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Stanicek: Story quality makes successful TV spinoffs

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"Breaking Bad" spinoff "Better Call Saul" hopes to draw the same attention as its predecessor. Photo via facebook.com

“Breaking Bad” spinoff “Better Call Saul” hopes to draw the same attention as its predecessor. Photo via facebook.com

Despite modifications to the medium, some elements persist throughout the changing landscape of television. The first television show that spawned a spinoff was the 1952 variety show, “The Jack Gleason Show.” One of its nightly bits called “The Honeymooners” was so popular that, in 1955, the creators decided to give it its own half-hour slot. Ironically, the show proceeded to falter in the face of stiff competition and ended after only one year.

Nevertheless, following in the footsteps of every other medium finding inspiration in other works, television continues to put out material connected in some way to other shows, movies and books. While some spinoffs become wildly successful, producers should be wary of simply relying on a previous show’s material and disregarding opportunities to enhance the plot. The quality of a story makes for successful television, whether the show is a spinoff or not.

The histories of spinoff shows are full of embarrassing failures, poor execution and botched potential, the funniest and most forgotten example being “Joey,” the ill-conceived spinoff of “Friends” that ran from 2004 – 2006. But there are also amazing successes, like “The Colbert Report,” a spinoff of “The Daily Show” and “NCIS”, in its 11th season and consistently one of the highest-rated shows, originally a spinoff of “JAG.” These and classics like “Family Matters” and “Happy Days” transcend their creative ties to the original material and become their own inspired and iconic work.

In recent years, old shows have been rebooted to drum up new material with a better potential for success. Although the phenomenon is not new, we have seen it most recently in the much-talked-about “Breaking Bad” spinoff, “Better Call Saul.” Momentarily ignoring the claim of TV being a well-oiled machine for cookie-cutter entertainment, any perceived increase in the number of spinoff shows is an almost understandable reaction to the demands of modern pop culture.

Because supply and demand are so connected, there has been an onslaught of not only “prestige” television (your standard “True Dectectives” or “Breaking Bads”), but also television in general.  NBC, for example, has six new shows airing this fall, in addition to its 13 returning shows. Of these 19 shows, six could be considered spinoffs, including newcomer “Constantine,” adapted from the comic series, “Hellblazer,” and longstanding powerhouses, “Law & Order: SVU” and “Hannibal.” In contrast, the media giant’s lineup consisted of just nine relatively unsuccessful shows 40 years ago.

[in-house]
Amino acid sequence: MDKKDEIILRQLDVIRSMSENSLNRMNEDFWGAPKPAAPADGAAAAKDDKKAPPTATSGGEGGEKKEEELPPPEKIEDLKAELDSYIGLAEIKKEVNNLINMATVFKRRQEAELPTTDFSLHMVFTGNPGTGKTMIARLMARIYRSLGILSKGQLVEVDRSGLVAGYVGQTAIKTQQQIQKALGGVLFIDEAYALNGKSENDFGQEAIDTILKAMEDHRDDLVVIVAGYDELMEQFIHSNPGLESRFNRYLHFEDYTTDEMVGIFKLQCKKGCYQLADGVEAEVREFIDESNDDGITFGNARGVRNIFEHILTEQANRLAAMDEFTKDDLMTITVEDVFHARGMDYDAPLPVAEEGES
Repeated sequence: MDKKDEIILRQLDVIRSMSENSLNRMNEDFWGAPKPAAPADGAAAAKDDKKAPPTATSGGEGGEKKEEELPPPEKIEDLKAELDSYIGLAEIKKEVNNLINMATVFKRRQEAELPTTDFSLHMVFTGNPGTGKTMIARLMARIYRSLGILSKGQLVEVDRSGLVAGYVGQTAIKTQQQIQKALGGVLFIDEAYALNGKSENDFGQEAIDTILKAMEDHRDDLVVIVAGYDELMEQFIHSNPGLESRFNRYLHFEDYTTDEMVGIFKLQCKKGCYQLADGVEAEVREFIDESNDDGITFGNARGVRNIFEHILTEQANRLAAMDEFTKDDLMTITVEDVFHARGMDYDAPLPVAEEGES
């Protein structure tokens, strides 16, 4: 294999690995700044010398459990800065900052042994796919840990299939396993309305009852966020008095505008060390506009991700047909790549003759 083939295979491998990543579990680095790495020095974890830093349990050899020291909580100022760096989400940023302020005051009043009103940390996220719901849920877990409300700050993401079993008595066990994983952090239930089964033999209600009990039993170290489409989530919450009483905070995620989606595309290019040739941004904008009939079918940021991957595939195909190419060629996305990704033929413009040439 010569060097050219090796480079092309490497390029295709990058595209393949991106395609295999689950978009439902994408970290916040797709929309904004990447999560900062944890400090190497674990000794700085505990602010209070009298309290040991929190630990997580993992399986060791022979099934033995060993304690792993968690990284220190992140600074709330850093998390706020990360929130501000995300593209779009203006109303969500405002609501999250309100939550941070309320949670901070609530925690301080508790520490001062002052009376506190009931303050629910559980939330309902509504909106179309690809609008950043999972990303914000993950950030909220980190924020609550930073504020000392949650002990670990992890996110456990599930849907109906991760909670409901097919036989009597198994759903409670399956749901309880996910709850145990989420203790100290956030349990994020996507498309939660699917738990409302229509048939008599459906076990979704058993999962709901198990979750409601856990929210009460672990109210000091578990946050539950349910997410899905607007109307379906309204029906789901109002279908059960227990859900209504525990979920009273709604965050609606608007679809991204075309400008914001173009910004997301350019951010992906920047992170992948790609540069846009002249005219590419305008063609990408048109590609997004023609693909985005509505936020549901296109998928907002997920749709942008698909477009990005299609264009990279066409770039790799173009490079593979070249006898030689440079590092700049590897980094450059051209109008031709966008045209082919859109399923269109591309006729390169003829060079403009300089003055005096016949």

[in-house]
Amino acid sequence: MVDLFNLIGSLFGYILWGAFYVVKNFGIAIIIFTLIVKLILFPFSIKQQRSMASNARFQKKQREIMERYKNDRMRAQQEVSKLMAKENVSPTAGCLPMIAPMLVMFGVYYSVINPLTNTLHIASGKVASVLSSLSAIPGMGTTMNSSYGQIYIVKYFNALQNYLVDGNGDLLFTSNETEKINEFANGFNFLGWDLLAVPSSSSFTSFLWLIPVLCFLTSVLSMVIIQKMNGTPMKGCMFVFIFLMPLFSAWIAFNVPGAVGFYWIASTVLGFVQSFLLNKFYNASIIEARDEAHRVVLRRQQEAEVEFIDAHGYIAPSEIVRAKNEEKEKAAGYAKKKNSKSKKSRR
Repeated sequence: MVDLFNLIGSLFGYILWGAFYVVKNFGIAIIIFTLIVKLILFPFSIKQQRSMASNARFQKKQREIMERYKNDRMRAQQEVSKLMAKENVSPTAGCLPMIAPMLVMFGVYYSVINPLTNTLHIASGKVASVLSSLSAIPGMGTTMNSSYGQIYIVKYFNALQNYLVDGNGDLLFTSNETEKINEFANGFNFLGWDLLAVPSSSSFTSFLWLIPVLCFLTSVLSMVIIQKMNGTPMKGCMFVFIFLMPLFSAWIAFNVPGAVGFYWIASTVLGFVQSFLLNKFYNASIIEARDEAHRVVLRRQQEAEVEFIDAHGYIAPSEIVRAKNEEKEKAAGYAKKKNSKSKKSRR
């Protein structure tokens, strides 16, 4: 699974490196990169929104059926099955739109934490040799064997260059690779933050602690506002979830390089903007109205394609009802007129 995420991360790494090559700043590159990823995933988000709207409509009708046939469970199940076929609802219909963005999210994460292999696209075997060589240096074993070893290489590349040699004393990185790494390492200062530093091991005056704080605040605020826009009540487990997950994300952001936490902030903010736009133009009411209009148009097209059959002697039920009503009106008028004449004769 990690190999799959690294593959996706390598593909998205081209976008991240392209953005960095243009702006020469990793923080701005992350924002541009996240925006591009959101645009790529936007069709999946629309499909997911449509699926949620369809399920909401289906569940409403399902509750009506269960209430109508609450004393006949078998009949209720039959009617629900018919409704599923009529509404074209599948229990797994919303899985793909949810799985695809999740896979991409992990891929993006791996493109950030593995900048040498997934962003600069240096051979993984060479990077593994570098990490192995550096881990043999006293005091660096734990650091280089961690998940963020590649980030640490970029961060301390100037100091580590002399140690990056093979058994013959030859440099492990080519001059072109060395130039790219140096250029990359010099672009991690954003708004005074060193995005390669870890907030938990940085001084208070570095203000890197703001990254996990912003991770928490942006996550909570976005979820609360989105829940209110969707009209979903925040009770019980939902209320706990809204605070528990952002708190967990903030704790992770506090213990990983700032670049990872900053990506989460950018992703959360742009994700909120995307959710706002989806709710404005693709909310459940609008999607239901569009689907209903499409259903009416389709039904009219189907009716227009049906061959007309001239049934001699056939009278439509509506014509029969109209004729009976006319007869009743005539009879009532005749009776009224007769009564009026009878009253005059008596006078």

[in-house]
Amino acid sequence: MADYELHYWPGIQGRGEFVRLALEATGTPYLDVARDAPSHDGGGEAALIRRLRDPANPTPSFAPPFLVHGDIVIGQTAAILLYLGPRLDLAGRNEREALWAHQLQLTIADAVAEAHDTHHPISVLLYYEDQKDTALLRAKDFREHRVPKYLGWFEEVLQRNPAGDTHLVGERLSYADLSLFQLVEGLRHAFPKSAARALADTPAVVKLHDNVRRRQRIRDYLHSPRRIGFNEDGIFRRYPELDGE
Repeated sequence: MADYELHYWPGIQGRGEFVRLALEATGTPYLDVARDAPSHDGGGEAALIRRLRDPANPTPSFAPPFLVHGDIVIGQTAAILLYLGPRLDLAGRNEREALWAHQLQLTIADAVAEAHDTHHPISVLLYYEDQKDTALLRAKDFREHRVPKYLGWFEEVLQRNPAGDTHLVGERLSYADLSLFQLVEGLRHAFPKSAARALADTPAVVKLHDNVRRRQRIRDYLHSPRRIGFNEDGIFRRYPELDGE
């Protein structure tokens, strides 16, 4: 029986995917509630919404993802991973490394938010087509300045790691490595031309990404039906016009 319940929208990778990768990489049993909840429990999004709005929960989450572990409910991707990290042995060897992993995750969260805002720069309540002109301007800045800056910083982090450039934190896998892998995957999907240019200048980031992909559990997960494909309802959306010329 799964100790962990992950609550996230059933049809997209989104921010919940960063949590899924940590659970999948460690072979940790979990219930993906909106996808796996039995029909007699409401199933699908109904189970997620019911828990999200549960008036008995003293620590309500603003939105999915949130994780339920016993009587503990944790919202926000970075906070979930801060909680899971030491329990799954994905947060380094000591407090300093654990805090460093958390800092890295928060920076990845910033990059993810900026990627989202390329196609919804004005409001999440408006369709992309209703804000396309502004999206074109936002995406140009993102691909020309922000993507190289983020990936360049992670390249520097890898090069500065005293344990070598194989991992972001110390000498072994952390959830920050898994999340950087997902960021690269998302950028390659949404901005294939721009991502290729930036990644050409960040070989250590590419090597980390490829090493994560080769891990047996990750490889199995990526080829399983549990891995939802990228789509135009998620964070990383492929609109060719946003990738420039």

Just this year there are at least 10 spinoffs of previous shows and at least eight more that are spinoffs of movies or books. While some fans rejoice at the creation of a spinoff show, others argue that the increasingly popular spinoff “culture” promotes a lack of originality.

From a business standpoint, networks like ABC, CBS, NBC and FOX are no longer just competing against each other. HBO, Showtime, AMC, FX, Netflix and Amazon are all creating new, original content with few limitations on storytelling. In theory, spinoffs give the core four networks the upper hand. Rather than risk the green-lighting of pilots with no crossover fan base, no connections to other shows or characters and entirely new material, networks create spinoffs as alternatives to the risky development of brand new programming.

Unfortunately for executives, television is not just a business. It is a dependent art made up of producers, writers, actors and directors, all with visions to shape a show that will eventually air on televisions and Netflix accounts across the country. This is true of original content and spinoffs alike. It might guarantee a few crossover fans initially, but putting faith in a spinoff solely because it is a spinoff does not guarantee success.

Spinoffs are not necessarily immediate successes in the vein of their originators, as many are looking for “Better Call Saul” to be, or simply cookie-cutter entertainment. They are as dependent upon good writing, good stories, good casting and good direction as original content is. And they are just as susceptible to failure. Original series do not have a monopoly on originality in storytelling. So, be careful about prematurely praising “Better Call Saul” when it premiers this January, and do not be too quick to write it off as a mediocre version of the original. Give the show, and all the other new spinoffs premiering this year, their fair shake. Innovative and inspired stories make great television, regardless of where we first met the characters.

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